Practical Tips for Procrastination
It can be hard to overcome procrastination, but today we’re going to talk about practical tips for overcoming procrastination. It’s important, first of all, to be very clear about what needs to be done. If a task is too big, or you have too many things on your list, it can be hard to know where to start. If the task is small, you might be thinking it’s worse than it actually is. Being clear about what needs to be done will allow you to be one step closer to marking things off your list.
Where to start…
The first place to start may seem obvious, but write out a “To-Do” list. You might have multiple to-do lists; one for short-term and one for long-term items. Depending on your situation you may have lots of things on your list, or just one big thing that you have put off.
Break it down
Break each task down into its smallest possible component. This can help you know where to start and make tasks seem less overwhelming. No matter how small a step may seem, be sure to include all possible steps when breaking down the task.
Track your time
Let’s face it, when we procrastinate, we’re not great at telling time. Start keeping a record of tasks you regularly have problems with due to miscalculating the time amount of time it will take to complete. Go back, do these tasks, and actually time how long it takes you.
How to do it…
Once you know what needs to be done, it can be hard to know how to get started on it. There a few different ways you can get started…
Do the worst first
Try doing the tasks you’re dreading most first. Once that’s done, everything else will feel like a breeze. This is great for small, but dreaded tasks such as talking to someone you don’t want to speak to.
Start doing a task on your list that you actually enjoy and energises you. Once it’s completed, move onto another task you’ve been putting off without taking a break. It will allow you to use the momentum and motivation you’ve gained from the first task to get the next one done.
5 Minute Rule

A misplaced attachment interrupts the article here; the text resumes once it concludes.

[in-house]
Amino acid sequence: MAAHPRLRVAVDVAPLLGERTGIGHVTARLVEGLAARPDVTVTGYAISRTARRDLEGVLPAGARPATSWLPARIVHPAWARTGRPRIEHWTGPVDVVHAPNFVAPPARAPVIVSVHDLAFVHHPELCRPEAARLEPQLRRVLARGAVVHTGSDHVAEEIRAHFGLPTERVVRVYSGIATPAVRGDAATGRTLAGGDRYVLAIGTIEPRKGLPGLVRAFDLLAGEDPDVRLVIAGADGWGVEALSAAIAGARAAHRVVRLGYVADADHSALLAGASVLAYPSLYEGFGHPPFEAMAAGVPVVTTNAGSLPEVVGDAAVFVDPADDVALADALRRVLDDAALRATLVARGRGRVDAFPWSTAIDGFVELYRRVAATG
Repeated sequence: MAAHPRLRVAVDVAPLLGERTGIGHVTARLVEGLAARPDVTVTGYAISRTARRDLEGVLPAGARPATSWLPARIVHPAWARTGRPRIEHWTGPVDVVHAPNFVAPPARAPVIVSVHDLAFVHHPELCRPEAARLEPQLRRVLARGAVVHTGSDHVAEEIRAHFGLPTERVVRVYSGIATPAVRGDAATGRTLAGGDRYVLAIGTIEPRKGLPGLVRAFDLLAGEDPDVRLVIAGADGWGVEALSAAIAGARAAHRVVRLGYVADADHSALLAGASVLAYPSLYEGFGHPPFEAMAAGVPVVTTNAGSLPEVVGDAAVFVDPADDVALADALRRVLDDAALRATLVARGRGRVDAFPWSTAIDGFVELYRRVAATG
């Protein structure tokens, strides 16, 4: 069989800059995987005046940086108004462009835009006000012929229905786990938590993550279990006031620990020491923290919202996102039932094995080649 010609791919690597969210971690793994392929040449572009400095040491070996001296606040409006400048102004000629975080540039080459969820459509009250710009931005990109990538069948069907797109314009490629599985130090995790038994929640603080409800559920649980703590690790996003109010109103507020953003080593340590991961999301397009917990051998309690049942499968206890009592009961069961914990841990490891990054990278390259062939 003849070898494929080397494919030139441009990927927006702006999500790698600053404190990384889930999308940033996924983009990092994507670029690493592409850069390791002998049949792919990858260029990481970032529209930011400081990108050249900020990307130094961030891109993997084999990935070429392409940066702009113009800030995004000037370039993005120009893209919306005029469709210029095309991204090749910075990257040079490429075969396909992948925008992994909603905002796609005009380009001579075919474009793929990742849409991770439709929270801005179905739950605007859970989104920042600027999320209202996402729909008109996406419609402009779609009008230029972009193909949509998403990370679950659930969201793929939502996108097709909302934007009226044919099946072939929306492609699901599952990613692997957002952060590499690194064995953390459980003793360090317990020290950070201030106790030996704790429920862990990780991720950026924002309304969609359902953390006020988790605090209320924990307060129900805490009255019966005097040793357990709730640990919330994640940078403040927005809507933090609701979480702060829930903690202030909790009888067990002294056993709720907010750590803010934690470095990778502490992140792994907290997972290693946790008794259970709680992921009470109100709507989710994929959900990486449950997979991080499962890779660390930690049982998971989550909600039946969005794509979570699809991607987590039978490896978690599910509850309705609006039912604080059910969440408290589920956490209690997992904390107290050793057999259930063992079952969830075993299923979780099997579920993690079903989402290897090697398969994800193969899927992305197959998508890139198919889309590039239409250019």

Try agreeing to work on a task you’ve been putting off for only five minutes. Five minutes isn’t that long, right? At the end of that five minutes, reassess and see if you can spend just another five minutes on the task, and so on and so on. You’ll likely be surprised how much time you’re able to extend working on the task.
Set your “Prime Time”
We each tend to function better at different times of the day, so use that time to your advantage. Additionally, different times of the day are better suited for different tasks. Boring tasks like household chores might be easier to tackle in the morning, while you may prefer to do creative tasks at night.
If’ you’re feeling unfocused while you’re trying to complete a task, try taking a moment to close your eyes and focus on your breath. Maybe even count the breaths in and out for a just a couple of minutes. Once your breathing has settled and you feel focused, try returning to the task.
A really important part of approaching tasks and goals in a productive way is to actually plan rewards and ‘play time’. Often the things we could use to reward ourselves (e.g., pleasure, socialising), are the very same things that distract us and get us procrastinating in the first place, and hence make us feel guilty. The key is to let these rewards be guilt-free, by having pre planned them and fitted them around the work that needs to be done. People will often think “I don’t have time” or “I don’t deserve rewards or fun”. But think of it this way, the things you don’t like doing tend to zap some of your energy, whereas rewards, leisure and pleasure help replenish your energy, allowing you to do better quality work in the long run. It is all about a balance between pleasure and achievement.
This blog post was adapted from Module 5: Practical Techniques to Stop Procrastination.